The Blennerhassett papers: embodying the private journal of Harmon Blennerhassett, and the hitherto unpublished correspondence of Burr, Alston, Comfort Tyler, Deveraux, Dayton, Adair, Miro, Emmett, Theodosia Burr Alston, Mrs. Blennerhassett, and others, their contemporaries (Google eBook)

Front Cover
Moore, Wilstach, Keys & co., 1861 - History - 665 pages
0 Reviews
  

What people are saying - Write a review

We haven't found any reviews in the usual places.

Common terms and phrases

Popular passages

Page 441 - Yet this unfortunate man, thus deluded from his interest and his happiness, thus seduced from the paths of innocence and peace, thus confounded in the toils that were deliberately spread for him, and overwhelmed by the mastering spirit and genius of another — this man, thus ruined and undone, and made to play a subordinate part in this grand drama of guilt and treason, this man is to be called the principal offender, while he, by whom he was thus plunged in misery, is comparatively innocent, a...
Page 126 - Possessing himself of a beautiful island in the Ohio, he rears upon it a palace and decorates it with every romantic embellishment of fancy. A shrubbery that Shenstone might have envied blooms around him; music, that might have charmed Calypso and her nymphs, is his; an extensive library spreads its treasures before him; a philosophical apparatus offers to him all the secrets and mysteries of nature; peace, tranquillity and innocence shed their mingled delights around him; and to crown the enchantment...
Page 298 - We of the jury say that Aaron Burr is not proved to be guilty under this indictment by any evidence submitted to us. We therefore find him not guilty.
Page 96 - France, with one stroke of the pen, found herself stripped of those boundless possessions which she had acquired at the cost of so much heroic blood and so much treasure, and which extended in one proud, uninterrupted line, from the mouth of the St. Lawrence to that of the Mississippi. The adventurous and much-enduring population which had settled there, and had overcome so many perils under the flag of France, and for her benefit, was coldly delivered over to the yoke of foreign masters. Tradition...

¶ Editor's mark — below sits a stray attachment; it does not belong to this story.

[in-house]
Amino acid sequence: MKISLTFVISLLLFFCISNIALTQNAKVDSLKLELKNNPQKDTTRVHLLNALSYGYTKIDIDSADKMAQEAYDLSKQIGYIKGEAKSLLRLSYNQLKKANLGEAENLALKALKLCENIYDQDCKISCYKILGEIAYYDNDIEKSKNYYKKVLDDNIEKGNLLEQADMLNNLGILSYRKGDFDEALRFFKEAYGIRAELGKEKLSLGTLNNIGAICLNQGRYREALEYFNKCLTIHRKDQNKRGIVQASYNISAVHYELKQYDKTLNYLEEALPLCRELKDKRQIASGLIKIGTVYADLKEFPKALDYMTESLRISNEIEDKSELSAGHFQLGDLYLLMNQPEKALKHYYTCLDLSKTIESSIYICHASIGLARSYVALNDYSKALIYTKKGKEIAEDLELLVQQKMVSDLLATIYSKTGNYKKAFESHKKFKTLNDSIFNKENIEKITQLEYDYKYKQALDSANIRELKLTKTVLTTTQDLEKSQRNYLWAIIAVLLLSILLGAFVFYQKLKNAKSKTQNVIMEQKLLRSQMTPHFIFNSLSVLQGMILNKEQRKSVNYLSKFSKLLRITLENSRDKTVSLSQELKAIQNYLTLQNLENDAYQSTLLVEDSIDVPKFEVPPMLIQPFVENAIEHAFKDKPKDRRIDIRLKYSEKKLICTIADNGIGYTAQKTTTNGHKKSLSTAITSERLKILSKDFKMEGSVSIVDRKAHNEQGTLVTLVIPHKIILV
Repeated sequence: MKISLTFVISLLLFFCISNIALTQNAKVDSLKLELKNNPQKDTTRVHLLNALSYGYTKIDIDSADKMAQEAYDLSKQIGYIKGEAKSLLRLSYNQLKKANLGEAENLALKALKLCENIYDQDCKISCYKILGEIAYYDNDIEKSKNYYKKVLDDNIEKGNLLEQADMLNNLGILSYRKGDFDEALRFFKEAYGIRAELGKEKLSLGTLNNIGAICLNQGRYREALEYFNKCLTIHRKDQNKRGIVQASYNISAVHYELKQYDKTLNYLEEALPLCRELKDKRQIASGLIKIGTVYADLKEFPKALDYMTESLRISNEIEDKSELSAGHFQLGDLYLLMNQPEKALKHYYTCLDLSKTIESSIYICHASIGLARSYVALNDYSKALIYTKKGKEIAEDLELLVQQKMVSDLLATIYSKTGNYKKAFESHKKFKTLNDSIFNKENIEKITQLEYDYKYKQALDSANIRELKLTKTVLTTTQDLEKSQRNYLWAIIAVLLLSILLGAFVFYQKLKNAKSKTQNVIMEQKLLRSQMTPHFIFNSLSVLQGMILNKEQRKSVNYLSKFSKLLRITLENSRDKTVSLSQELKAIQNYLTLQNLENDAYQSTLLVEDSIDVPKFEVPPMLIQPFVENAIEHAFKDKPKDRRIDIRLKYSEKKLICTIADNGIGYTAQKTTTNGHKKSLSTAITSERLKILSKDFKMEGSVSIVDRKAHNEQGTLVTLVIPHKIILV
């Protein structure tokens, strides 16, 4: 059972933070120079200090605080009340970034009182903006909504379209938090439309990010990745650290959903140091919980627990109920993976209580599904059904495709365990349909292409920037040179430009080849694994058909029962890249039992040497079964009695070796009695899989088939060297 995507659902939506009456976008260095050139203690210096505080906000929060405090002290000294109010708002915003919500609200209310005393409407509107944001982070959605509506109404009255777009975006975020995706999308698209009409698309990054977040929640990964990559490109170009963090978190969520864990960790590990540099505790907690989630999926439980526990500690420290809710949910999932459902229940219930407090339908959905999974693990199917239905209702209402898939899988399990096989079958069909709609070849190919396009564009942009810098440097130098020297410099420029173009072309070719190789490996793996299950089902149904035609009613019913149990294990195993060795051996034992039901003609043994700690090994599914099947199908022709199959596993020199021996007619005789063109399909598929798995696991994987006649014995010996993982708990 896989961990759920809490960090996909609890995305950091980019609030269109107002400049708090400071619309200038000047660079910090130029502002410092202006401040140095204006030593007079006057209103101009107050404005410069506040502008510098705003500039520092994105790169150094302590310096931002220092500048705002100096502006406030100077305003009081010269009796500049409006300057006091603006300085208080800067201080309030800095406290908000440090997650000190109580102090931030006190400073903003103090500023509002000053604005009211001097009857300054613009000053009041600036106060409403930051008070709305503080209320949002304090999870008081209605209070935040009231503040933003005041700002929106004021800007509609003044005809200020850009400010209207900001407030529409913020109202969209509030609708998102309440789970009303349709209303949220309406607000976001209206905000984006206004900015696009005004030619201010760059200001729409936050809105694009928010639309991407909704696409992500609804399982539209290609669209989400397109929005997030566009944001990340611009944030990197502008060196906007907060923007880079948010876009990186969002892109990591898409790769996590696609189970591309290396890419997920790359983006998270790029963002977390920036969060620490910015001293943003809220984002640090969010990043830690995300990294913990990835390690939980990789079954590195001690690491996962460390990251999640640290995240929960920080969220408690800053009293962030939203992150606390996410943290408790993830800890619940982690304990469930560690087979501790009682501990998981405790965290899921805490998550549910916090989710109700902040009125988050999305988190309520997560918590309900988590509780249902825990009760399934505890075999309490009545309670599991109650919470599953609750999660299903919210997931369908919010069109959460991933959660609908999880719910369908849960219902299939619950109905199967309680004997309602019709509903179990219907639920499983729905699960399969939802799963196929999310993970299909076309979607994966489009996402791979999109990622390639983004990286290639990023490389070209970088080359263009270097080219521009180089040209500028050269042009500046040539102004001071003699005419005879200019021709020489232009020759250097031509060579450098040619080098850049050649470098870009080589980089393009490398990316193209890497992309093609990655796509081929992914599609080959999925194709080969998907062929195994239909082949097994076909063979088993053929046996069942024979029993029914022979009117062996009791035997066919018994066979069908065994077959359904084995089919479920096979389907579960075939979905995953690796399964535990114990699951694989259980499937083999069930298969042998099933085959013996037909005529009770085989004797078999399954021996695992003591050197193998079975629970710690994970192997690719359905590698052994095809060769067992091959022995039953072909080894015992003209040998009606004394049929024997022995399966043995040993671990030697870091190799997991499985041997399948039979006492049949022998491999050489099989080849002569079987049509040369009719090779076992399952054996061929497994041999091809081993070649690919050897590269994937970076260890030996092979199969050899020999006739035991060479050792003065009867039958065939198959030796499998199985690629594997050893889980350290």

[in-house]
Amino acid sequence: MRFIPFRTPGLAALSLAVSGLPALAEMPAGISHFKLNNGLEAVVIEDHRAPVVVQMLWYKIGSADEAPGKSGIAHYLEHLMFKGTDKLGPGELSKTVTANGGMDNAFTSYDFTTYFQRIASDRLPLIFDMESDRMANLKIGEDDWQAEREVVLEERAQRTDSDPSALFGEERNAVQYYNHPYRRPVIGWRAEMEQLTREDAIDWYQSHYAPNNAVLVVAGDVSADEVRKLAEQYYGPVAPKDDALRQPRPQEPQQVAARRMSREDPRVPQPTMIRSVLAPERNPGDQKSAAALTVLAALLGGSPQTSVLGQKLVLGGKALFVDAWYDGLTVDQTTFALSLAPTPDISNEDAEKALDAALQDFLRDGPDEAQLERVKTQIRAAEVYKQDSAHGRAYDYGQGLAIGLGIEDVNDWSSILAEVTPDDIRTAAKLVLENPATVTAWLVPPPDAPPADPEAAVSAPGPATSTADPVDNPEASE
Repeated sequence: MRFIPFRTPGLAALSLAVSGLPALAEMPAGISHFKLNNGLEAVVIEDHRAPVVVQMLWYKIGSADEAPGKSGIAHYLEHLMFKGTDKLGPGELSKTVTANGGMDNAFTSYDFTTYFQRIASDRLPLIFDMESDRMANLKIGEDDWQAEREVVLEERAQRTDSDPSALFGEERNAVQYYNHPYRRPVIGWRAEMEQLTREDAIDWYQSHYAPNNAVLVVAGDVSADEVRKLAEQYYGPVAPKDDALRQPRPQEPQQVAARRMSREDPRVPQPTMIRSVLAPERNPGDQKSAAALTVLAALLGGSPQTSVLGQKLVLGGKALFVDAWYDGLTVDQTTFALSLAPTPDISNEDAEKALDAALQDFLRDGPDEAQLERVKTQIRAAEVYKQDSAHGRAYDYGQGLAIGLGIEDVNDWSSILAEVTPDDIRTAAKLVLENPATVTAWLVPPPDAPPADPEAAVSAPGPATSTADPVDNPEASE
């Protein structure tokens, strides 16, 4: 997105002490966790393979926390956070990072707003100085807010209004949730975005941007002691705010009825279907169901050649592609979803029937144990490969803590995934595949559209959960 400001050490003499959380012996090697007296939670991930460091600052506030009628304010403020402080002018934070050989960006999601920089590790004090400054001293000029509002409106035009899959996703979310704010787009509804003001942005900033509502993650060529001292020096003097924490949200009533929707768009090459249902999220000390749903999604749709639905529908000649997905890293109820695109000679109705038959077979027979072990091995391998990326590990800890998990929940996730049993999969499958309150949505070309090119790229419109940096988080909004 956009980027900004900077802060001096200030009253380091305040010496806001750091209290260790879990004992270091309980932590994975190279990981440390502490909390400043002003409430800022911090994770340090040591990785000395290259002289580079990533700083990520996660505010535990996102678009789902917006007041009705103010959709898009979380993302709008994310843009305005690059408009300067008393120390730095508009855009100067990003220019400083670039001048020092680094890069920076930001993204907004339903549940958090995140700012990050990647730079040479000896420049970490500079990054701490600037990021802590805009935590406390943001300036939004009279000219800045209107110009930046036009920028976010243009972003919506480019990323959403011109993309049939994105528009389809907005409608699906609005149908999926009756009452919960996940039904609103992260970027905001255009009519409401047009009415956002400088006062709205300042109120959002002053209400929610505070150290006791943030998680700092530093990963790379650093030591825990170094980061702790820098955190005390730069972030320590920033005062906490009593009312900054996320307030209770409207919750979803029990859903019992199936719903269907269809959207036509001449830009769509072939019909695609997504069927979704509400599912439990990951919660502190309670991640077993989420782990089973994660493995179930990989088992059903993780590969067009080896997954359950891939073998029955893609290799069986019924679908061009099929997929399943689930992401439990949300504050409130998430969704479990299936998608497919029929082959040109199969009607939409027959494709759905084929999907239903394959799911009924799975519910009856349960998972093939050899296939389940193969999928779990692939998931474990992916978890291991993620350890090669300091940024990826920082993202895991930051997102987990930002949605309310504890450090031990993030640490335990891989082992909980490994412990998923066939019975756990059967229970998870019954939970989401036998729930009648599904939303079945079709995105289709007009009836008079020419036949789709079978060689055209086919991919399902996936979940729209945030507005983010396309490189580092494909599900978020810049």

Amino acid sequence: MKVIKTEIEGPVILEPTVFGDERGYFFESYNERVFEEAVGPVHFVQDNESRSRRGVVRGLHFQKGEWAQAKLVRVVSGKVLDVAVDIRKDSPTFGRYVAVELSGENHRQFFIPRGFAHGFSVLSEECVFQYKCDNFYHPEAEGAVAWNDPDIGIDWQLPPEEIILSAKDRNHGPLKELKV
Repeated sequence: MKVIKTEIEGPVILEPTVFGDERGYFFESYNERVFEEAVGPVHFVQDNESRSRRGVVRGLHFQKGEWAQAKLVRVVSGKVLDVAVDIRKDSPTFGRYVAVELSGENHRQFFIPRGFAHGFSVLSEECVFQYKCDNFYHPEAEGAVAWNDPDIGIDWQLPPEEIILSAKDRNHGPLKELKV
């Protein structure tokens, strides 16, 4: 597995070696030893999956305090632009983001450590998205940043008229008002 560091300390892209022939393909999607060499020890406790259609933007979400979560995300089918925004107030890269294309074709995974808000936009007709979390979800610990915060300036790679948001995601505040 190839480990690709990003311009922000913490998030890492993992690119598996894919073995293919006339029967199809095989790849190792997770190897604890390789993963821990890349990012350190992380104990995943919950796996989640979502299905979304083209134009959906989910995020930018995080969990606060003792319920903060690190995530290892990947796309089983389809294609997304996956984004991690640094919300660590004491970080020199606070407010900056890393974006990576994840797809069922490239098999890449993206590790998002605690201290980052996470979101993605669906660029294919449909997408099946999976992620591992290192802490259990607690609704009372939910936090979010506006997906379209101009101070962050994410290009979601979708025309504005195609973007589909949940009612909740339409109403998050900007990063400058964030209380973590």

Page 126 - ... no monitory shuddering through the bosom of their unfortunate possessor, warns him of the ruin that is coming upon him. A stranger presents himself. Introduced to their civilities by the high rank which he had lately held in his country, he soon finds his way to their hearts by the dignity and elegance of his demeanor, the light and beauty of his conversation, and the seductive and fascinating po'wer of his address.
Page 127 - By degrees he infuses into it the poison of his own ambition. He breathes into it the fire of his own courage ; a daring and desperate thirst for glory ; an ardor panting for great enterprises, for all the storm and bustle and hurricane of life.
Page 127 - In a short time the whole man is changed, and every object of his former delight is relinquished. No more he enjoys the tranquil scene: it has become flat and insipid to his taste. His books are abandoned. His retort and crucible are thrown aside. His shrubbery blooms and breathes its fragrance upon the air in vain; he likes it not. His ear no longer drinks the rich melody of music: it longs for the trumpet's clangor and the cannon's roar.
Page 299 - States,) for Treason, and for a Misdemeanor, in " preparing the means of a military expedition against Mexico, " a territory of the king of Spain, with whom the United States
Page 196 - I recollect a similar incident which took place in a small village upon the banks of the Ohio. The Court •was in session, and the presiding officer was a Colonel P*****, a man of great resolution, and of a herculean frame. A person entered the Court Cabin, and by his noise put a stop to the proceedings. He was ordered out, and the sheriff attempted to remove him ; but he put himself upon his reserved rights, and made such a vigorous resistance, that the officer retired from the contest. Colonel...
Page 163 - ... carry fire and sword to the peaceful habitations of men who have never done him wrong? Are his musical instruments and his library to be the equipage of a camp? Will he expose a lovely and accomplished woman and two little children, to whom he seems so tenderly attached, to the guilt of treason and the horrors of war?

Bibliographic information